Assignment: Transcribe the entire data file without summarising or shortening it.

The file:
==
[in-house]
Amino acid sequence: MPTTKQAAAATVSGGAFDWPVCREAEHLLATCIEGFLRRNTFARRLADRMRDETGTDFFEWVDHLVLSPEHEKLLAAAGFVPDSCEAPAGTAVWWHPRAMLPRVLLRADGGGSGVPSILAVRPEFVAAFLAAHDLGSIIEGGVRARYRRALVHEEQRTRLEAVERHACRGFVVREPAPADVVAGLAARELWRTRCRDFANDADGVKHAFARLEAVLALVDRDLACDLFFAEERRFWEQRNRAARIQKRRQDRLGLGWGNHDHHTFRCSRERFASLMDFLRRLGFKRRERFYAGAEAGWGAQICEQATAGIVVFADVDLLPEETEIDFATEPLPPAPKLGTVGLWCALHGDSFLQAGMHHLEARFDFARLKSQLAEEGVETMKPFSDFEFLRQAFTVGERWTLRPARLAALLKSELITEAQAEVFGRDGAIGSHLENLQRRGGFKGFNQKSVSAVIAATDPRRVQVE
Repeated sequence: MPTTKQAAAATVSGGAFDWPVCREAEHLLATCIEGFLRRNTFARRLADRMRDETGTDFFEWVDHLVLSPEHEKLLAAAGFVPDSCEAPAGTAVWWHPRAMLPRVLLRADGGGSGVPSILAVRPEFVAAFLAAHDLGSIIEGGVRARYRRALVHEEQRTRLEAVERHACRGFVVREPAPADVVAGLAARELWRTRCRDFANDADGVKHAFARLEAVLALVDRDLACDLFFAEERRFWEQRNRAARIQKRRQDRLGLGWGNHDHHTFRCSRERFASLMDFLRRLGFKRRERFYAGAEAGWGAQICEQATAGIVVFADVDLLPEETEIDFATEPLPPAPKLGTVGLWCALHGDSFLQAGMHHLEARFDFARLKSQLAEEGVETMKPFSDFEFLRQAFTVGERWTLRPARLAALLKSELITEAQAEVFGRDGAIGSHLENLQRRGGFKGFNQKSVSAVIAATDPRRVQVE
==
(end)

[in-house]
Amino acid sequence: MPTTKQAAAATVSGGAFDWPVCREAEHLLATCIEGFLRRNTFARRLADRMRDETGTDFFEWVDHLVLSPEHEKLLAAAGFVPDSCEAPAGTAVWWHPRAMLPRVLLRADGGGSGVPSILAVRPEFVAAFLAAHDLGSIIEGGVRARYRRALVHEEQRTRLEAVERHACRGFVVREPAPADVVAGLAARELWRTRCRDFANDADGVKHAFARLEAVLALVDRDLACDLFFAEERRFWEQRNRAARIQKRRQDRLGLGWGNHDHHTFRCSRERFASLMDFLRRLGFKRRERFYAGAEAGWGAQICEQATAGIVVFADVDLLPEETEIDFATEPLPPAPKLGTVGLWCALHGDSFLQAGMHHLEARFDFARLKSQLAEEGVETMKPFSDFEFLRQAFTVGERWTLRPARLAALLKSELITEAQAEVFGRDGAIGSHLENLQRRGGFKGFNQKSVSAVIAATDPRRVQVE
Repeated sequence: MPTTKQAAAATVSGGAFDWPVCREAEHLLATCIEGFLRRNTFARRLADRMRDETGTDFFEWVDHLVLSPEHEKLLAAAGFVPDSCEAPAGTAVWWHPRAMLPRVLLRADGGGSGVPSILAVRPEFVAAFLAAHDLGSIIEGGVRARYRRALVHEEQRTRLEAVERHACRGFVVREPAPADVVAGLAARELWRTRCRDFANDADGVKHAFARLEAVLALVDRDLACDLFFAEERRFWEQRNRAARIQKRRQDRLGLGWGNHDHHTFRCSRERFASLMDFLRRLGFKRRERFYAGAEAGWGAQICEQATAGIVVFADVDLLPEETEIDFATEPLPPAPKLGTVGLWCALHGDSFLQAGMHHLEARFDFARLKSQLAEEGVETMKPFSDFEFLRQAFTVGERWTLRPARLAALLKSELITEAQAEVFGRDGAIGSHLENLQRRGGFKGFNQKSVSAVIAATDPRRVQVE